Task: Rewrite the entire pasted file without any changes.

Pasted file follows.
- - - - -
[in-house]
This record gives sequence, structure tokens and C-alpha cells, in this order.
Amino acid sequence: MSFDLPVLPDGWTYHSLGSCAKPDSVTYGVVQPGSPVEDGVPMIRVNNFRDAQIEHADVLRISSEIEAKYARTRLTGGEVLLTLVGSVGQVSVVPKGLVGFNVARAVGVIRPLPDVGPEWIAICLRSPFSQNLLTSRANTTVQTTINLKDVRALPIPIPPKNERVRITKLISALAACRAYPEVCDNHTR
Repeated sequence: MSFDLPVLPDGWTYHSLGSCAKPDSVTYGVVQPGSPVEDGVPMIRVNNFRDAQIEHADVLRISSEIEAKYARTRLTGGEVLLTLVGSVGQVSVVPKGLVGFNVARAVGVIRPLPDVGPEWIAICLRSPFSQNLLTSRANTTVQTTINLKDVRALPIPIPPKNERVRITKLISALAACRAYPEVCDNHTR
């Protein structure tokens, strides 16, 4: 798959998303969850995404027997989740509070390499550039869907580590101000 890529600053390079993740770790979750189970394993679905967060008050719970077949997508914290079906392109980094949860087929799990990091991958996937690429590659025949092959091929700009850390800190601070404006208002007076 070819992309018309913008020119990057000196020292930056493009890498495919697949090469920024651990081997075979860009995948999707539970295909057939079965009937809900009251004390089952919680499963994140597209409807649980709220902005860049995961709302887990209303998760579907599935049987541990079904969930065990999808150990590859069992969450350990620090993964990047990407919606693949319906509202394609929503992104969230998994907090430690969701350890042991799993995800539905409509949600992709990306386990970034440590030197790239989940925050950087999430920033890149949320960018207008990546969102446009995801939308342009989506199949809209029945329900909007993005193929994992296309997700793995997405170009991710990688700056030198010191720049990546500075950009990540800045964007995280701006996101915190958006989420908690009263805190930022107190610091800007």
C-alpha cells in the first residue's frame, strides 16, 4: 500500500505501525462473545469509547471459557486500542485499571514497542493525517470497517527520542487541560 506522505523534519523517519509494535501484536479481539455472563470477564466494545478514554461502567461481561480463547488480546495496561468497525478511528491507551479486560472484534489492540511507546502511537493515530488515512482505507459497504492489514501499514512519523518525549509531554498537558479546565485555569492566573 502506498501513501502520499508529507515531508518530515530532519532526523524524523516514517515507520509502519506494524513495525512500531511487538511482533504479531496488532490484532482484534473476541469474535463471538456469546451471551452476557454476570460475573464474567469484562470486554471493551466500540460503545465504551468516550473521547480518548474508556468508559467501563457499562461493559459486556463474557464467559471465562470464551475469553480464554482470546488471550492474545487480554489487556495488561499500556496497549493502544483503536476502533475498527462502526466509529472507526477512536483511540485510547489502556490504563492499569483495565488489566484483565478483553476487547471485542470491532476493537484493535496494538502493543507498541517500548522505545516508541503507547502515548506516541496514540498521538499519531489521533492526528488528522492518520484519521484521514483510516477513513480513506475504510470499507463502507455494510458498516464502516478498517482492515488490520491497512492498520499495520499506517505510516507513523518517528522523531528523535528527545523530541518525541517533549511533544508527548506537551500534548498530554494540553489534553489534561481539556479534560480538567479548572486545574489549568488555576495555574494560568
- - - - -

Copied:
[in-house]
This record gives sequence, structure tokens and C-alpha cells, in this order.
Amino acid sequence: MSFDLPVLPDGWTYHSLGSCAKPDSVTYGVVQPGSPVEDGVPMIRVNNFRDAQIEHADVLRISSEIEAKYARTRLTGGEVLLTLVGSVGQVSVVPKGLVGFNVARAVGVIRPLPDVGPEWIAICLRSPFSQNLLTSRANTTVQTTINLKDVRALPIPIPPKNERVRITKLISALAACRAYPEVCDNHTR
Repeated sequence: MSFDLPVLPDGWTYHSLGSCAKPDSVTYGVVQPGSPVEDGVPMIRVNNFRDAQIEHADVLRISSEIEAKYARTRLTGGEVLLTLVGSVGQVSVVPKGLVGFNVARAVGVIRPLPDVGPEWIAICLRSPFSQNLLTSRANTTVQTTINLKDVRALPIPIPPKNERVRITKLISALAACRAYPEVCDNHTR
């Protein structure tokens, strides 16, 4: 798959998303969850995404027997989740509070390499550039869907580590101000 890529600053390079993740770790979750189970394993679905967060008050719970077949997508914290079906392109980094949860087929799990990091991958996937690429590659025949092959091929700009850390800190601070404006208002007076 070819992309018309913008020119990057000196020292930056493009890498495919697949090469920024651990081997075979860009995948999707539970295909057939079965009937809900009251004390089952919680499963994140597209409807649980709220902005860049995961709302887990209303998760579907599935049987541990079904969930065990999808150990590859069992969450350990620090993964990047990407919606693949319906509202394609929503992104969230998994907090430690969701350890042991799993995800539905409509949600992709990306386990970034440590030197790239989940925050950087999430920033890149949320960018207008990546969102446009995801939308342009989506199949809209029945329900909007993005193929994992296309997700793995997405170009991710990688700056030198010191720049990546500075950009990540800045964007995280701006996101915190958006989420908690009263805190930022107190610091800007």
C-alpha cells in the first residue's frame, strides 16, 4: 500500500505501525462473545469509547471459557486500542485499571514497542493525517470497517527520542487541560 506522505523534519523517519509494535501484536479481539455472563470477564466494545478514554461502567461481561480463547488480546495496561468497525478511528491507551479486560472484534489492540511507546502511537493515530488515512482505507459497504492489514501499514512519523518525549509531554498537558479546565485555569492566573 502506498501513501502520499508529507515531508518530515530532519532526523524524523516514517515507520509502519506494524513495525512500531511487538511482533504479531496488532490484532482484534473476541469474535463471538456469546451471551452476557454476570460475573464474567469484562470486554471493551466500540460503545465504551468516550473521547480518548474508556468508559467501563457499562461493559459486556463474557464467559471465562470464551475469553480464554482470546488471550492474545487480554489487556495488561499500556496497549493502544483503536476502533475498527462502526466509529472507526477512536483511540485510547489502556490504563492499569483495565488489566484483565478483553476487547471485542470491532476493537484493535496494538502493543507498541517500548522505545516508541503507547502515548506516541496514540498521538499519531489521533492526528488528522492518520484519521484521514483510516477513513480513506475504510470499507463502507455494510458498516464502516478498517482492515488490520491497512492498520499495520499506517505510516507513523518517528522523531528523535528527545523530541518525541517533549511533544508527548506537551500534548498530554494540553489534553489534561481539556479534560480538567479548572486545574489549568488555576495555574494560568